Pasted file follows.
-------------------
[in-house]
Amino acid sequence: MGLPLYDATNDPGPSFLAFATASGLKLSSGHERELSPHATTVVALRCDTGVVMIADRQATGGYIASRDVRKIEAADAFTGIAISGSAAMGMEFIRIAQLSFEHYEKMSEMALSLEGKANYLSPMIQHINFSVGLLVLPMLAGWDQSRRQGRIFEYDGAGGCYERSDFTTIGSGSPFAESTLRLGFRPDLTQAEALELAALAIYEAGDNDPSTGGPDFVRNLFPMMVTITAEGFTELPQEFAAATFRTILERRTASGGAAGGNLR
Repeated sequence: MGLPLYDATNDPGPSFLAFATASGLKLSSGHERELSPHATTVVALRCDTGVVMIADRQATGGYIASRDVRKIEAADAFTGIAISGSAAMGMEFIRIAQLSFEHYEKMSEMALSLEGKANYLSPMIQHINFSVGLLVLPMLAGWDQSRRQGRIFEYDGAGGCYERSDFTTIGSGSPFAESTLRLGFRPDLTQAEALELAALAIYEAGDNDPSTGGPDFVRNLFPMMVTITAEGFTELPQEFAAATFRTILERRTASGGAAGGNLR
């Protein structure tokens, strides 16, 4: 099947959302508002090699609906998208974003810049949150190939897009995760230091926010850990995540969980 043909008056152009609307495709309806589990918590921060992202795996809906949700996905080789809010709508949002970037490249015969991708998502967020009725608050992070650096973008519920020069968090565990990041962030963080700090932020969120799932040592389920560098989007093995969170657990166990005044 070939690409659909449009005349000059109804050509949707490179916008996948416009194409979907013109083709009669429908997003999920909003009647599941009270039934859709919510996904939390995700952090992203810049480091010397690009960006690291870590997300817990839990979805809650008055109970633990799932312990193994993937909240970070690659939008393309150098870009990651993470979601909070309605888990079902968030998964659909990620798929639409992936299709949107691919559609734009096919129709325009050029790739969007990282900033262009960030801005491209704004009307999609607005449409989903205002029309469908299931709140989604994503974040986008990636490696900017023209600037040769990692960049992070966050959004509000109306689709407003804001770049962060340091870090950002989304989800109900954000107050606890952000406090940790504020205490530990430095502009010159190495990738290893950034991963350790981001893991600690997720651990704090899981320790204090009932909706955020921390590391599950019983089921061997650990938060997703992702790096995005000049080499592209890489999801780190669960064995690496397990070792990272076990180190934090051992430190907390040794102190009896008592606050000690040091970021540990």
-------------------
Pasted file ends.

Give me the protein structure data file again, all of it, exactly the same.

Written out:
[in-house]
Amino acid sequence: MGLPLYDATNDPGPSFLAFATASGLKLSSGHERELSPHATTVVALRCDTGVVMIADRQATGGYIASRDVRKIEAADAFTGIAISGSAAMGMEFIRIAQLSFEHYEKMSEMALSLEGKANYLSPMIQHINFSVGLLVLPMLAGWDQSRRQGRIFEYDGAGGCYERSDFTTIGSGSPFAESTLRLGFRPDLTQAEALELAALAIYEAGDNDPSTGGPDFVRNLFPMMVTITAEGFTELPQEFAAATFRTILERRTASGGAAGGNLR
Repeated sequence: MGLPLYDATNDPGPSFLAFATASGLKLSSGHERELSPHATTVVALRCDTGVVMIADRQATGGYIASRDVRKIEAADAFTGIAISGSAAMGMEFIRIAQLSFEHYEKMSEMALSLEGKANYLSPMIQHINFSVGLLVLPMLAGWDQSRRQGRIFEYDGAGGCYERSDFTTIGSGSPFAESTLRLGFRPDLTQAEALELAALAIYEAGDNDPSTGGPDFVRNLFPMMVTITAEGFTELPQEFAAATFRTILERRTASGGAAGGNLR
């Protein structure tokens, strides 16, 4: 099947959302508002090699609906998208974003810049949150190939897009995760230091926010850990995540969980 043909008056152009609307495709309806589990918590921060992202795996809906949700996905080789809010709508949002970037490249015969991708998502967020009725608050992070650096973008519920020069968090565990990041962030963080700090932020969120799932040592389920560098989007093995969170657990166990005044 070939690409659909449009005349000059109804050509949707490179916008996948416009194409979907013109083709009669429908997003999920909003009647599941009270039934859709919510996904939390995700952090992203810049480091010397690009960006690291870590997300817990839990979805809650008055109970633990799932312990193994993937909240970070690659939008393309150098870009990651993470979601909070309605888990079902968030998964659909990620798929639409992936299709949107691919559609734009096919129709325009050029790739969007990282900033262009960030801005491209704004009307999609607005449409989903205002029309469908299931709140989604994503974040986008990636490696900017023209600037040769990692960049992070966050959004509000109306689709407003804001770049962060340091870090950002989304989800109900954000107050606890952000406090940790504020205490530990430095502009010159190495990738290893950034991963350790981001893991600690997720651990704090899981320790204090009932909706955020921390590391599950019983089921061997650990938060997703992702790096995005000049080499592209890489999801780190669960064995690496397990070792990272076990180190934090051992430190907390040794102190009896008592606050000690040091970021540990």